I had a good day last week presenting to the audience at the Global Big Data Summit in Santa Clara. The tail end of the the last day of any conference is a bit slow, but was thrilled when many came barreling in right as I was ready to start working through my slidedeck which spoke to the point of the importance of standards, like ODPi, in driving future investment in Big Data and Apache Hadoop.
I had one critical question after the talk that I thoroughly enjoyed answering. A gentleman pushed back on my point that standards need to be the focus. In his experience, staff training and education were the biggest concerns and it didn’t make sense to focus on standards until a critical mass of developers and practitioners were properly trained first. It was a fair argument, and one that Gartner has found as a key blocker to Apache Hadoop growth as well, but to me one that tries to treat the symptom more than the core issue, and I pushed back saying that standards enables better education and enablement. My point made sense to him, but I walked away wanting to discuss this more in a blog with better data points behind it. After all, we are in the data industry here and should be data driven!
If there is one industry where standards are at the forefront, it’s education. Education standards are a very touchy subject (disclaimer here – I’m a parent of 4 school aged children and good friends with several educators) and while I’ll attempt to steer clear of the execution for this article, the concept of what is trying to be driven makes perfect sense. Does what skills a first grader have in one state equate with another state? What are reasonable benchmarks for defining competency? Can trends in learning/teaching method and outcomes be better correlated?
I came across an interview with a leader in educational standards entitled “How and Why Standards Can Improve Student Achievement: A Conversation with Robert J. Marzano”. The interviewee made some interesting insights which drew parallels to the critical question I received at the talk. Here’s a few quotes from the interview and their relation to Apache Hadoop standards:
“Standards hold the greatest hope for significantly improving student achievement. Every other policy mandate we’ve tried hasn’t done so. For example, right after A Nation at Risk (Washington, DC: U.S. Department of Education, 1983) was published, we tried to increase academic achievement by making graduation requirements more rigorous. That was the first wave of reform, but it didn’t have much of an effect.”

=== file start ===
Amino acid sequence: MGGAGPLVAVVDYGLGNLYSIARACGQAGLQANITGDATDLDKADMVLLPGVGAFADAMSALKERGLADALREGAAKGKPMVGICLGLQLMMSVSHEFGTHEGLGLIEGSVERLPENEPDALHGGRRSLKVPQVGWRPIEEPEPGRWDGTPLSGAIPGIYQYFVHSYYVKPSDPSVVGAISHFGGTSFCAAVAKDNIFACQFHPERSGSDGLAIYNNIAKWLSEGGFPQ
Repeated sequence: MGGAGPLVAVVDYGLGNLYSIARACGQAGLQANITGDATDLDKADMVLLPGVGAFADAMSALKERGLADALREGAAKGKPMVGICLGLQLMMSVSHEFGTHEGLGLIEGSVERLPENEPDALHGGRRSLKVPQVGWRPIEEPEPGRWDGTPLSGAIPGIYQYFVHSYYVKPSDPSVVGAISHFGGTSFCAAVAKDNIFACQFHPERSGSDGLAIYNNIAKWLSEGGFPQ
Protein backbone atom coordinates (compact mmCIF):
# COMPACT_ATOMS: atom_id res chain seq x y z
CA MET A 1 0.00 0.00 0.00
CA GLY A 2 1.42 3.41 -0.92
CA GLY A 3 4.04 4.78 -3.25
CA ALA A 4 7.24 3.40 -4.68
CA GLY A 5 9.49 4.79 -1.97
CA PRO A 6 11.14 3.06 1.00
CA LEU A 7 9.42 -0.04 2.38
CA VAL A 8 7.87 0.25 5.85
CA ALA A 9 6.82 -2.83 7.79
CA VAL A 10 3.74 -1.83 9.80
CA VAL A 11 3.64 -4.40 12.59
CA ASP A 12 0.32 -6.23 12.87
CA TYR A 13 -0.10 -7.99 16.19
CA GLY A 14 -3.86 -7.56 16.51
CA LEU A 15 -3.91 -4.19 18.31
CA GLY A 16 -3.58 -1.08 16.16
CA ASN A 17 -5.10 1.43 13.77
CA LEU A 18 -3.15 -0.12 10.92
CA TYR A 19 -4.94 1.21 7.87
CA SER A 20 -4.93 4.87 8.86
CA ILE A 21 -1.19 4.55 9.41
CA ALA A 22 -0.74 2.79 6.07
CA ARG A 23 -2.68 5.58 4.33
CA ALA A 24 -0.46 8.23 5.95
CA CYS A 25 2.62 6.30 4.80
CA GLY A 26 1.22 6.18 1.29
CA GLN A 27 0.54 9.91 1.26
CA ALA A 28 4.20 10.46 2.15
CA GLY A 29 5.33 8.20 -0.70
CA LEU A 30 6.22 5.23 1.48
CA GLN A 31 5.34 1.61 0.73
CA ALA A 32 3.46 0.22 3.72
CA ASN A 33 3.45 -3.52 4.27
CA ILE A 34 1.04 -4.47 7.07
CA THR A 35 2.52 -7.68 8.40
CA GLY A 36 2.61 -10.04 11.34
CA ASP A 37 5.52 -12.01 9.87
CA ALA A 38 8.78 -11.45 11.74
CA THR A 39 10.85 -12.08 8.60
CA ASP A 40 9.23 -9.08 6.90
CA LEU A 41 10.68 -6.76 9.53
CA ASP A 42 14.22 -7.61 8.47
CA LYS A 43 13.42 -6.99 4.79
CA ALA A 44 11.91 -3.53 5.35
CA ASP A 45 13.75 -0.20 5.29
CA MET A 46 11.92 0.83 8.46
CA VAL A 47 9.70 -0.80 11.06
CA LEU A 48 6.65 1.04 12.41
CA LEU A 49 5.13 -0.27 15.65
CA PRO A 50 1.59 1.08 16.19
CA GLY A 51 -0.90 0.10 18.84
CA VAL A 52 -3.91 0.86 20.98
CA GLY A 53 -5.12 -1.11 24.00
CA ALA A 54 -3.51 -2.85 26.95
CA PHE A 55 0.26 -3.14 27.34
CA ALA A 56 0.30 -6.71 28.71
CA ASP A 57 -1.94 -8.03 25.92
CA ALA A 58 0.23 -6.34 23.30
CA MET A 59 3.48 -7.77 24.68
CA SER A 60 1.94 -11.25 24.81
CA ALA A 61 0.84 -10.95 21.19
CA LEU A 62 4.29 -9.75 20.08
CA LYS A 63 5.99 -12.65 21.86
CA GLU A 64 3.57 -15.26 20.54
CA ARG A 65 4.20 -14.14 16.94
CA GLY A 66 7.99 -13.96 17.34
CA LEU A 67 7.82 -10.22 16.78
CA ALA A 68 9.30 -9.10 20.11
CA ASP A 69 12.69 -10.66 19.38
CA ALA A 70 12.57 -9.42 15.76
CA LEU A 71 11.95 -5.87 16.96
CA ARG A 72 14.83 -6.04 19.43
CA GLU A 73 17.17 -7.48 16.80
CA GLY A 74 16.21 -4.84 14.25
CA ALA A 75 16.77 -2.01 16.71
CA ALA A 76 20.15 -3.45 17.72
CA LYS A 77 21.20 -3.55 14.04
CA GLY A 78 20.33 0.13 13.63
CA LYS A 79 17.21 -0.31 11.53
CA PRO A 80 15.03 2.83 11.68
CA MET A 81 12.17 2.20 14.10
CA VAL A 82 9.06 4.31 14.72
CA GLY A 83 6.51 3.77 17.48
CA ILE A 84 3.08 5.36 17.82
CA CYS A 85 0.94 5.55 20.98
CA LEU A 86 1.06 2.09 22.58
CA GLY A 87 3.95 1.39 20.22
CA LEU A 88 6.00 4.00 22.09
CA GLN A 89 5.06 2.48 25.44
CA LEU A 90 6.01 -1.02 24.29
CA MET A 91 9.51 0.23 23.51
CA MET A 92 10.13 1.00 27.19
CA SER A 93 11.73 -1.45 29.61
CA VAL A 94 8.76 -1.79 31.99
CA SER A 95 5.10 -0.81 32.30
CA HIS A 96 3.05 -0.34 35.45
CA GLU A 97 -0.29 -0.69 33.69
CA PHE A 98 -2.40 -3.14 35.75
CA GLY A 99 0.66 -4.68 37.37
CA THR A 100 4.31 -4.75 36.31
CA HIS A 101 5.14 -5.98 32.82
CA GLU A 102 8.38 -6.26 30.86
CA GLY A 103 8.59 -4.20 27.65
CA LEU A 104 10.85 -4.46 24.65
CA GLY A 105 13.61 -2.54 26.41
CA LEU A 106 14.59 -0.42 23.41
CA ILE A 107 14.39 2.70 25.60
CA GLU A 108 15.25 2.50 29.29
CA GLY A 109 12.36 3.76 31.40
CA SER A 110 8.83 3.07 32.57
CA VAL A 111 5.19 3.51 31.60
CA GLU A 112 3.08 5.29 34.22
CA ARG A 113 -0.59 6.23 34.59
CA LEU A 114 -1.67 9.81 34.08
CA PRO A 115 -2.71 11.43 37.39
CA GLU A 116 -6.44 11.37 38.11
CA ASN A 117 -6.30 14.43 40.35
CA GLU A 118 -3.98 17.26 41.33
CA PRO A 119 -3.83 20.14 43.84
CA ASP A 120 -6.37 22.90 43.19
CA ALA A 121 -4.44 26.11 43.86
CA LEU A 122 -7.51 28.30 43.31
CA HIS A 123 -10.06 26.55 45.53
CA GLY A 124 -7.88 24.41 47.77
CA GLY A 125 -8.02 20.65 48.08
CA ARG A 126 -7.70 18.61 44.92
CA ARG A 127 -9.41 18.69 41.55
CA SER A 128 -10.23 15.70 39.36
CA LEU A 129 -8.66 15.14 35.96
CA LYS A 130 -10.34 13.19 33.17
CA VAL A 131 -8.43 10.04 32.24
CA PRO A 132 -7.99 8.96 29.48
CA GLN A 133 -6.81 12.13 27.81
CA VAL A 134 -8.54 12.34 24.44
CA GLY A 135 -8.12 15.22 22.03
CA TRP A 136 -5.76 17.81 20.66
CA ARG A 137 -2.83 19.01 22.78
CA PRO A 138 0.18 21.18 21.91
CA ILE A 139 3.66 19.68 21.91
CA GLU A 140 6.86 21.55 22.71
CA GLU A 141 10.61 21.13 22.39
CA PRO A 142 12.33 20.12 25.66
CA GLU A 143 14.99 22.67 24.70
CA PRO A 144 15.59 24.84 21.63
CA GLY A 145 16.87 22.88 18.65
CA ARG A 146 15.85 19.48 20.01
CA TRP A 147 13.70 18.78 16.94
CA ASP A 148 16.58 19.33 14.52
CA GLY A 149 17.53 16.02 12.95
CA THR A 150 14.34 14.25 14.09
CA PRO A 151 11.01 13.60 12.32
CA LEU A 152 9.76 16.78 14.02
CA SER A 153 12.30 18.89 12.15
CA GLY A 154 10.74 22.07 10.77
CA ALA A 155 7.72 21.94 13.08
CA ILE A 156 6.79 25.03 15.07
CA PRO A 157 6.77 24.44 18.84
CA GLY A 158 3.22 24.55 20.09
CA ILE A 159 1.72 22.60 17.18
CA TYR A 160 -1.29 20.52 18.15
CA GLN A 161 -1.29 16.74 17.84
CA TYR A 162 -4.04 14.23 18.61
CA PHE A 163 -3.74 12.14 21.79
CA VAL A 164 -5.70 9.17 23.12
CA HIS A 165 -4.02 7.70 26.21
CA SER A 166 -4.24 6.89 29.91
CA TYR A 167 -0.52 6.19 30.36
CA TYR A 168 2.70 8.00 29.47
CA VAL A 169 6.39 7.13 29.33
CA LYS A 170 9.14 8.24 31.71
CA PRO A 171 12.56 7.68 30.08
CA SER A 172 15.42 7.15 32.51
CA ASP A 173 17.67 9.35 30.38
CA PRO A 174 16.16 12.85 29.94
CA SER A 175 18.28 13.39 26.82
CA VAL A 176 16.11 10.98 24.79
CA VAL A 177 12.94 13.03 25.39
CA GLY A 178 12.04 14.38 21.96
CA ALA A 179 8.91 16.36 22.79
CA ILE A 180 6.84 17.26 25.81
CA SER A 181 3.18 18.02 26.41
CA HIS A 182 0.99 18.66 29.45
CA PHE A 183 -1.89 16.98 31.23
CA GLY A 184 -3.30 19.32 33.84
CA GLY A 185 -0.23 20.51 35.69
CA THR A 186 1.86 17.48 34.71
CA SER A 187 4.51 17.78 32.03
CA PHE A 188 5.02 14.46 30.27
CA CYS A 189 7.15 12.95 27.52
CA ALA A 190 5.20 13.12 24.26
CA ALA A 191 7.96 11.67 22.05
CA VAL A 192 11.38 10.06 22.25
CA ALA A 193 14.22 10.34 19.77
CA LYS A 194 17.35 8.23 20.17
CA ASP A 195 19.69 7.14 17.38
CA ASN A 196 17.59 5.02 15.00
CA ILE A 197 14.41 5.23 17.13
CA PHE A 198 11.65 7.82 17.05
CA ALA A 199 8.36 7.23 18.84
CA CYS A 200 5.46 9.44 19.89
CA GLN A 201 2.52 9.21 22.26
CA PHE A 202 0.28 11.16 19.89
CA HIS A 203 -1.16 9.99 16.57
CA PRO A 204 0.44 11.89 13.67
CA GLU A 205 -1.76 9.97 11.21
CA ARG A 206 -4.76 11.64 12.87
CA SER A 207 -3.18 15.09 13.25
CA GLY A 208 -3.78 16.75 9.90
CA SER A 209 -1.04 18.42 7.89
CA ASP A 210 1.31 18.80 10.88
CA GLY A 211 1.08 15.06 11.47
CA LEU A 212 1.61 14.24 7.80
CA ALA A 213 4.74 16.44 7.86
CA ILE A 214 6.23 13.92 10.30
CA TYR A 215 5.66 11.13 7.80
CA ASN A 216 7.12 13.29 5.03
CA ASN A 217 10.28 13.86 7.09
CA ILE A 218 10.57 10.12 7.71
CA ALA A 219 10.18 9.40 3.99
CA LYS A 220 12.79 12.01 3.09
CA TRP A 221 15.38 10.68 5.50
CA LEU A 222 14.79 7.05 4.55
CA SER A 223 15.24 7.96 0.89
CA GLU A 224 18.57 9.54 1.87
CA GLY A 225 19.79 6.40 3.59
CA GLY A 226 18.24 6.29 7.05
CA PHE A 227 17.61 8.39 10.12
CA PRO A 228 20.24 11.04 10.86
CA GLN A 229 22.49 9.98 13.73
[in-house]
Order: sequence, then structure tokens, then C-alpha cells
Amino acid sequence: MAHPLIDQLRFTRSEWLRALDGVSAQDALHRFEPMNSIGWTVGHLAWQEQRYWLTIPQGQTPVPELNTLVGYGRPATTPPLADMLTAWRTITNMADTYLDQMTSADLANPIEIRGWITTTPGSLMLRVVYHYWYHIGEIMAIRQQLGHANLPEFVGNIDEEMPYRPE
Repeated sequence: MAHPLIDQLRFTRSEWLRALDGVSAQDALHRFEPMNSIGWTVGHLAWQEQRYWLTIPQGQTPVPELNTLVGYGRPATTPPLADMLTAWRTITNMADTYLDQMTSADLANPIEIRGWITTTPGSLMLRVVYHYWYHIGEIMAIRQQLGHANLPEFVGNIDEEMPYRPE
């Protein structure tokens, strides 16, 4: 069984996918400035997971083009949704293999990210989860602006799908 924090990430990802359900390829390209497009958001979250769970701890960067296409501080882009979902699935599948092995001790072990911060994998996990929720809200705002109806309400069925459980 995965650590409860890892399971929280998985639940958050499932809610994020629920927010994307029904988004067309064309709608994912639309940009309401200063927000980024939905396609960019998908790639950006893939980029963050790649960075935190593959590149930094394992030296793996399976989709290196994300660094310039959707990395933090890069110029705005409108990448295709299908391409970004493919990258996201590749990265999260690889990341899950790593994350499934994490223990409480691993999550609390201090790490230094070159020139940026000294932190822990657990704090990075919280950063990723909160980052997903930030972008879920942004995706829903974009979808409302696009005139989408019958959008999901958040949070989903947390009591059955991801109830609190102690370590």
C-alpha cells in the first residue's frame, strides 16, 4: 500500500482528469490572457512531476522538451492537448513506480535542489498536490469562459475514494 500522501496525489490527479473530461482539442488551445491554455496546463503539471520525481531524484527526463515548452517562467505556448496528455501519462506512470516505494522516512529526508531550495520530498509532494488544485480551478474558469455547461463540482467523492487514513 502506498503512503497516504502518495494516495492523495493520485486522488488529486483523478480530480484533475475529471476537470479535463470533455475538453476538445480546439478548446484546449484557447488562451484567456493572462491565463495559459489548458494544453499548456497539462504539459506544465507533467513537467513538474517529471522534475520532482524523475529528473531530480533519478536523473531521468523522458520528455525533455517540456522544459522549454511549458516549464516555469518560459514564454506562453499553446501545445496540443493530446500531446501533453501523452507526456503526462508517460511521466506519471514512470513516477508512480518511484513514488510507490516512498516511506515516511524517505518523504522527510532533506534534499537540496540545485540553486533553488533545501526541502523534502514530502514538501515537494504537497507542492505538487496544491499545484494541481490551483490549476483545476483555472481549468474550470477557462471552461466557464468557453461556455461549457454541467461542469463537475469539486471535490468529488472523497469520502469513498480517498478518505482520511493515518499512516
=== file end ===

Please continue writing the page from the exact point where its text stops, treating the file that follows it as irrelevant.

This makes a great point – creating a measuring stick for competency without some sort of standard to base education from hurts more than it helps.
The interviewer goes on to ask about what conditions are needed to implement standards.
“Cut the number of standards and the content within standards dramatically. If you look at all the national and state documents that McREL has organized on its Web site (www.mcrel.org), you’ll find approximately 130 across some 14 different subject areas. The knowledge and skills that these documents describe represent about 3,500 benchmarks. To cover all this content, you would have to change schooling from K–12 to K–22. Even if you look at a specific state document and start calculating how much time it would take to cover all the content it contains, there’s just not enough time to do it. So step one toward implementing standards is to cut the amount of content addressed within standards. By my reckoning, we would have to cut content by about two-thirds. The sheer number of standards is the biggest impediment to implementing standards.”
Lots and lots of content and things identified to learn across a diverse set of subject areas, with a finite time to turn out individuals competent in the space. Seem similar to the situation in the Apache Hadoop ecosystem?
The interviewer then follows up with asking how can you do this with knowledge continuing to expand.
“It is a hard task, but not impossible. So far the people we’ve asked to articulate standards have been subject matter specialists. If I teach music and my life is devoted to that, of course I’m going to believe that all of what’s identified in the national documents is important. Subject matter experts were certainly the ones to answer the question, What’s important in your content area? To answer the question, What’s absolutely essential? you have to broaden that population dramatically to include all constituents—those with and without college degrees.”
This response aligns very well with the ODPi approach to creating Apache Hadoop standards. We aren’t in the business of creating full end-to-end comprehensive standards of what an Apache Hadoop Platform should offer, or an Apache Hadoop-Native Big Data Application should adhere to, but instead focus on what’s truly important to provide that base level – those essential pieces for what a platform should offer. And I particularly like the last point “expanding the scope of the conversation around standard to get diverse opinions and experiences,” which is something ODPi is uniquely positioned to drive.
One last quote, which I think shapes the “Why?” on this effort.
“Whether we focus on standards or not, we’re entering an era of accountability that has been created by technology and the information explosion.”
The enterprise has the same expectations – they want to lower risks in Big Data investments, which those risks are a byproduct of not having staff to manage them. Fortune 500 executives need this in place to have any confidence in this technology, which the abysmal adoption rates have shown to be problematic. In short, Apache Hadoop needs to be accountable for its enterprise growth.